Lab ecosystems show signs of evolving

A test of natural selection among ecosystems miniaturized to the size of flowerpots bolsters the formerly shocking concept of group selection, argues a group of New York researchers.

Some ecosystems flourished (left), while others floundered, when researchers treated them as evolutionary units. Binghamton University

Group selection holds that natural selection operates on groups, such as diverse ecosystems, just as it does on individuals, to select traits that lead to higher reproductive success.

Previous tests of group selection focused on only one or a few species, explains longtime proponent David Sloan Wilson of Binghamton (N.Y.) University. Now he and his Binghamton colleagues have tracked changes at the level of ecosystems with thousands of species and millions of individuals, all of them in small containers.

The mini-ecosystems showed evidence of passing traits to “offspring” ecosystems, Wilson, William Swenson, and Roberta Elias report in a paper scheduled for a forthcoming Proceedings of the National Academy Of Sciences.

The practice of analyzing groups as though they were individuals has a roller-coaster history, Wilson observes. During the first half of the 20th century, no eyebrows rose if a researcher described a field ecosystem as “maturing” to an “adult” forest. Tough analysis in the 1960s, however, discredited the mechanisms proposed for explaining how evolution could work on the level of groups. To critics at the time, Wilson says, “selection at an individual level always trumped selection at a group level.”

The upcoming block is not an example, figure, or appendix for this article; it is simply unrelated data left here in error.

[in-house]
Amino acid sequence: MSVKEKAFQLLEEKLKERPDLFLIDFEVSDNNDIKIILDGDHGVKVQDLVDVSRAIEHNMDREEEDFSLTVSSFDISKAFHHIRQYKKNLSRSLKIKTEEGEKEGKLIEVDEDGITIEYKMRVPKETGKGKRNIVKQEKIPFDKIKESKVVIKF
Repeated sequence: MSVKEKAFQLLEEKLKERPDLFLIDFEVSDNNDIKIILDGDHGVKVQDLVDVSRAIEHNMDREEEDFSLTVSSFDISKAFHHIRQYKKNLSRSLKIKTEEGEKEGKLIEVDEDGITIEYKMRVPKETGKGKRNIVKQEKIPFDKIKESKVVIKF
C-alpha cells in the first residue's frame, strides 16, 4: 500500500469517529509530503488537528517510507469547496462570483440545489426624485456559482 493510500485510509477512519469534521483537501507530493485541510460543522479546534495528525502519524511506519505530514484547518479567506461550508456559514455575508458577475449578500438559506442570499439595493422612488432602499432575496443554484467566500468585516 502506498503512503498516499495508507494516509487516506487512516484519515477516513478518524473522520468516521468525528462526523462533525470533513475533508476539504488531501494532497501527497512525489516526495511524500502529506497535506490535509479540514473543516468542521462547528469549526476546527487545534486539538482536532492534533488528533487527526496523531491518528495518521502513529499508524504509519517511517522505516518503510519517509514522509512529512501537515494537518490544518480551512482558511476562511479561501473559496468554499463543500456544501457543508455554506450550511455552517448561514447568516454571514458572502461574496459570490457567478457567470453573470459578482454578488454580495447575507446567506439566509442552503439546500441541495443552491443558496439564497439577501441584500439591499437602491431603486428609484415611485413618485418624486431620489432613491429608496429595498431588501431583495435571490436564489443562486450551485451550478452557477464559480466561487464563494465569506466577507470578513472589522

Since then, researchers say they’ve demonstrated group selection in the laboratory. For example, William M. Muir of Purdue University in West Lafayette, Ind., selected cages of hens that as a whole yielded more eggs than other caged groups. This approach boosted egg laying to 160 percent of the original strain’s and produced milder-mannered hens.

The Binghamton team collected forest soil to inoculate containers of sterilized soil and planted them with a lab strain of mustard. To create the next generation, the researchers inoculated another set of sterilized containers with soil from chosen parents. In part of the experiment, they awarded parenthood to those ecosystems that produced either the biggest or the puniest of the mustards. A parallel experiment selected generations of a pond ecosystem for pH.

Over the course of generations, the differences in the selected traits between two lines intensified, then diminished, and then intensified again. Wilson argues that such fluctuating behavior fits the pattern expected for complex systems, such as ecosystems, that are evolving away from each other.

However, Douglas S. Stoner of the University of South Carolina in Columbia says that such variations raise questions about how long the differences might last. He’s worked on natural selection among cell lines in sea squirts, and he accepts the basic premise that evolution can occur at different levels.

Purdue’s Muir welcomes the work of the Binghamton group warmly. Says Muir: “I hope this will refocus the debate back on wholes rather than on parts.”

Susan Milius is the life sciences writer, covering organismal biology and evolution, and has a special passion for plants, fungi and invertebrates. She studied biology and English literature.

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